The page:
Oudéa-Castéra has been a close friend of President Macron for over twenty years, and both attended Strasbourg’s prestigious National School of Administration, which has produced most French presidents, prime ministers and government officials since it opened in 1945 until it closed late last year.

What was the reaction to the untruths of Darmanin and Oudéa-Castéra??

In Twitter polls conducted by French news media organization RMC this week, 94% of respondents have said Darminin lies about what happened at the Stade de France and the behavior of Liverpool fans, while 89% said he was lying about the matter should resign.

On Wednesday, the national newspaper Libération ran a front page featuring Darminin, who is pictured with an elongated Pinocchio-style nose and a headline that says he “writes his own match report”.

Gérald Darmanin is one of France’s most unpopular men. (Photo by Daniel Pier/NurPhoto via Getty Images)

Oudéa-Castéra’s tweets, meanwhile, are met with angry backlash from French people, who speak out about how embarrassed they are by their ministers’ actions and the damage to France’s reputation on the international stage.

In media appearances I’ve made in France over the week on major networks such as France Info, France 4, Canal+ and BFMTV, moderators and guests have nodded as I denounced ministers’ claims as physically impossible and untrue. They raise questions about the severity of the trauma suffered by some fans and the risk of a major diplomatic incident between the UK and France.

Why would these ministers speak falsely to the public??

Although Macron was re-elected to another five-year term as president earlier this year, French voters will go to the polls on June 12 and 19 to vote for their MPs.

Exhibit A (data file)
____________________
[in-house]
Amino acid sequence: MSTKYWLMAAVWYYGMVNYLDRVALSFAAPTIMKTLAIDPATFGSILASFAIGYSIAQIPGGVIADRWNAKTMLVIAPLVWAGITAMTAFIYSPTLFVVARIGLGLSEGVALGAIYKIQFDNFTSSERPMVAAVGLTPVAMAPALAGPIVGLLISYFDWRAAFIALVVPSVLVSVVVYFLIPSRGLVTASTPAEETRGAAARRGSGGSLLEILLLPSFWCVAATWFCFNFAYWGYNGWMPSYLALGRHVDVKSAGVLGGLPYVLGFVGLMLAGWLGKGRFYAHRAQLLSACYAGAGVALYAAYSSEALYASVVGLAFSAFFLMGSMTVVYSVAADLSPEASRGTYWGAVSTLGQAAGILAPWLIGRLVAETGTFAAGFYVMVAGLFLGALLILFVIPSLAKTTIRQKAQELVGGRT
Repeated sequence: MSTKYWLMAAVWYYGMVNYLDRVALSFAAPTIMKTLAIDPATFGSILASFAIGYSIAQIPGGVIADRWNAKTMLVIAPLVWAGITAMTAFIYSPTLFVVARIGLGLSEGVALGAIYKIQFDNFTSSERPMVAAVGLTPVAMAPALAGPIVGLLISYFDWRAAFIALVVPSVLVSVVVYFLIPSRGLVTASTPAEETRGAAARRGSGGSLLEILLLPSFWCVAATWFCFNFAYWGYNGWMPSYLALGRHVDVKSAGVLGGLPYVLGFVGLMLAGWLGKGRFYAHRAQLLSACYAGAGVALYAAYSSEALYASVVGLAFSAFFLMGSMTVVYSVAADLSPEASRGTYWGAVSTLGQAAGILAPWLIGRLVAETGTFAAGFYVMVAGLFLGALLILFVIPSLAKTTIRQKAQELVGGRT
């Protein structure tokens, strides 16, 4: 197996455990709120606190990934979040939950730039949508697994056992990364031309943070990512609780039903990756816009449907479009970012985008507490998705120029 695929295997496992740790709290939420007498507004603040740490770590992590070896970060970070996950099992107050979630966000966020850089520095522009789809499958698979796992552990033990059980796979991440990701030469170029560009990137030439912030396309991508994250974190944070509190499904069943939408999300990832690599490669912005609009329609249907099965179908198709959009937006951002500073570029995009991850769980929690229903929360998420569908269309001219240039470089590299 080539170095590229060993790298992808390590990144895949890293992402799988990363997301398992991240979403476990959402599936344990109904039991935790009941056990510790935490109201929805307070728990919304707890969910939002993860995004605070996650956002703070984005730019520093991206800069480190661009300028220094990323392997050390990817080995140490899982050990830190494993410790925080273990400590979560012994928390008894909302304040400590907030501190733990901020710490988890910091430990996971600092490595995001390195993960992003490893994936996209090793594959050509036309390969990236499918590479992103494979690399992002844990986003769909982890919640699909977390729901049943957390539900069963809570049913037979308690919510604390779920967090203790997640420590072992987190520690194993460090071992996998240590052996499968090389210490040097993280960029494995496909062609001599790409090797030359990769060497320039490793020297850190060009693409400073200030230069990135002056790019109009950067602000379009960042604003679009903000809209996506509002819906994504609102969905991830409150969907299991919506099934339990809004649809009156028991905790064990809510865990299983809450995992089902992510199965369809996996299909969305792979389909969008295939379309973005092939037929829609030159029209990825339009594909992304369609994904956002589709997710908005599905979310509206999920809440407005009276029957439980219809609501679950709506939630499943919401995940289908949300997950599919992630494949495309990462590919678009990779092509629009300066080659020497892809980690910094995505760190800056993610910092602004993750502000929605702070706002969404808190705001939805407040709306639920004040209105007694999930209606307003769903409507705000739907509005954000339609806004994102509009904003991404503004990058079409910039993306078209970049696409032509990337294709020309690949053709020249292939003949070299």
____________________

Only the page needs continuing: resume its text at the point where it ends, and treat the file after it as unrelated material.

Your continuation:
Macron’s political coalition is very unstable. Because his movement is so new, its members come from different parts of the political spectrum, and because he had increasingly slid to the right on social issues such as policing, poverty and immigration to counter threats from far-right politicians Le Pen and Éric Zemmour.

Emmanuel Macron is under great political pressure ahead of the crucial elections. (Source: EPA)

The 44-year-old president is by no means popular, his approval ratings among the general public are currently around the -13 percent mark. Re-elected in the absence of an alternative considered credible by the French people, he was restored to power in the second round of the presidential campaign by voters from other parties who sought to vehemently confront his opponent, Le Pen.

All of this means that the positions of senior politicians in the French government are at risk. En Marche won an absolute majority in 2017 with 43 percent of the vote and 308 seats. This time they only get 26 percent in polls, with the far-right Front National led by Le Pen breathing down their necks with 21 percent and the left-wing coalition NUPES taking the lead with 28 percent.

What the French government is doing is trying to blame a faceless mass of foreign people for their own abject failures. This is a common government tactic around the world, every day, and we see it regularly in the UK when migrants, refugees and asylum seekers are blamed for social problems created by those in power.

Simply put, public opinion about the Stade de France carnage and the fact that the police brutality, government incompetence and government ministerial untruths known and debated around the world pose a very real electoral threat to Macron and his colleagues.

They are now afraid of the consequences of the chaos inflicted on fans just trying to catch a football game.

French government claims ‘no drama, no injuries’ were inflicted on Liverpool fans at the Stade de France

Liverpool fan ‘feared murder’ ambushed by 200 youths after Champions League final

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Liverpool FC Why French Government Ministers Are Telling Untruths About Liverpool Fans | Soccer

Nate Jones